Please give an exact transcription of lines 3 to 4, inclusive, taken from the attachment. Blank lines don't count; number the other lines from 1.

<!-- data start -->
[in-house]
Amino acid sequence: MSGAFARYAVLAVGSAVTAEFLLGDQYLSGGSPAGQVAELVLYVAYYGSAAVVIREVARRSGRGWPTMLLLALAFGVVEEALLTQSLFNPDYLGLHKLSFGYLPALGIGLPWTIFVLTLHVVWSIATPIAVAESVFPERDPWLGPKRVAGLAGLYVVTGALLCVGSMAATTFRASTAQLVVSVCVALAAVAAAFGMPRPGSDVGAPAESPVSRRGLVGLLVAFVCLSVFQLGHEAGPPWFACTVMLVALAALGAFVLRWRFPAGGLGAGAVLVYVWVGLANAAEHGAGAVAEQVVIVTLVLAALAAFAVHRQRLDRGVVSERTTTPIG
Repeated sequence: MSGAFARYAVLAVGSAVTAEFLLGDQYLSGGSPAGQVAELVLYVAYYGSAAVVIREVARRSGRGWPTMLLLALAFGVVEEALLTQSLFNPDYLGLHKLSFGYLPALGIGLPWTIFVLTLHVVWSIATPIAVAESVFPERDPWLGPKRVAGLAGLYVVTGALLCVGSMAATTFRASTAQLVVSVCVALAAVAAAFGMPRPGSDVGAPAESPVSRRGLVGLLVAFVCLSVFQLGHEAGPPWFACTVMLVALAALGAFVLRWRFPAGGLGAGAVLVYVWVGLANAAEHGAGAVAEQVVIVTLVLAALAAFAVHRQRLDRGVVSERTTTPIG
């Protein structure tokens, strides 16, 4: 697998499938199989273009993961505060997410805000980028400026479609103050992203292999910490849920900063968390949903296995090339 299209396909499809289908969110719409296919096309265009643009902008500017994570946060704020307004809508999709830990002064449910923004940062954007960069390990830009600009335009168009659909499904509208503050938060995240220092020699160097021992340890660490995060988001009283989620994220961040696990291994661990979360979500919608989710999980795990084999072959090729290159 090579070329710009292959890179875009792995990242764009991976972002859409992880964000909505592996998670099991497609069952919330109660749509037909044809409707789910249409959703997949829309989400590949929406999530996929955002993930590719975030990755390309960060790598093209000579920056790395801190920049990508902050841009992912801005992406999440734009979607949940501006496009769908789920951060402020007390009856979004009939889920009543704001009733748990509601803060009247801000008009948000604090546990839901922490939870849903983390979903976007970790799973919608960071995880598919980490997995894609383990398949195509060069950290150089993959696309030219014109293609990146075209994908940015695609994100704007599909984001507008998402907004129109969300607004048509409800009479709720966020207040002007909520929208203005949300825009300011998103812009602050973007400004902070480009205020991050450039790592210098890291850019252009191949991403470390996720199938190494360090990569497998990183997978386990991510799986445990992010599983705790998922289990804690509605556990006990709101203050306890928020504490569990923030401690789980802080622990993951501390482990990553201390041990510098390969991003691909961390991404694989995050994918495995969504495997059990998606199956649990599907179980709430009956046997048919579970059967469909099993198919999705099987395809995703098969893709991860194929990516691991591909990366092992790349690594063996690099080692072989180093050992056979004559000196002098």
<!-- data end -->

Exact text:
Repeated sequence: MSGAFARYAVLAVGSAVTAEFLLGDQYLSGGSPAGQVAELVLYVAYYGSAAVVIREVARRSGRGWPTMLLLALAFGVVEEALLTQSLFNPDYLGLHKLSFGYLPALGIGLPWTIFVLTLHVVWSIATPIAVAESVFPERDPWLGPKRVAGLAGLYVVTGALLCVGSMAATTFRASTAQLVVSVCVALAAVAAAFGMPRPGSDVGAPAESPVSRRGLVGLLVAFVCLSVFQLGHEAGPPWFACTVMLVALAALGAFVLRWRFPAGGLGAGAVLVYVWVGLANAAEHGAGAVAEQVVIVTLVLAALAAFAVHRQRLDRGVVSERTTTPIG
């Protein structure tokens, strides 16, 4: 697998499938199989273009993961505060997410805000980028400026479609103050992203292999910490849920900063968390949903296995090339 299209396909499809289908969110719409296919096309265009643009902008500017994570946060704020307004809508999709830990002064449910923004940062954007960069390990830009600009335009168009659909499904509208503050938060995240220092020699160097021992340890660490995060988001009283989620994220961040696990291994661990979360979500919608989710999980795990084999072959090729290159 090579070329710009292959890179875009792995990242764009991976972002859409992880964000909505592996998670099991497609069952919330109660749509037909044809409707789910249409959703997949829309989400590949929406999530996929955002993930590719975030990755390309960060790598093209000579920056790395801190920049990508902050841009992912801005992406999440734009979607949940501006496009769908789920951060402020007390009856979004009939889920009543704001009733748990509601803060009247801000008009948000604090546990839901922490939870849903983390979903976007970790799973919608960071995880598919980490997995894609383990398949195509060069950290150089993959696309030219014109293609990146075209994908940015695609994100704007599909984001507008998402907004129109969300607004048509409800009479709720966020207040002007909520929208203005949300825009300011998103812009602050973007400004902070480009205020991050450039790592210098890291850019252009191949991403470390996720199938190494360090990569497998990183997978386990991510799986445990992010599983705790998922289990804690509605556990006990709101203050306890928020504490569990923030401690789980802080622990993951501390482990990553201390041990510098390969991003691909961390991404694989995050994918495995969504495997059990998606199956649990599907179980709430009956046997048919579970059967469909099993198919999705099987395809995703098969893709991860194929990516691991591909990366092992790349690594063996690099080692072989180093050992056979004559000196002098």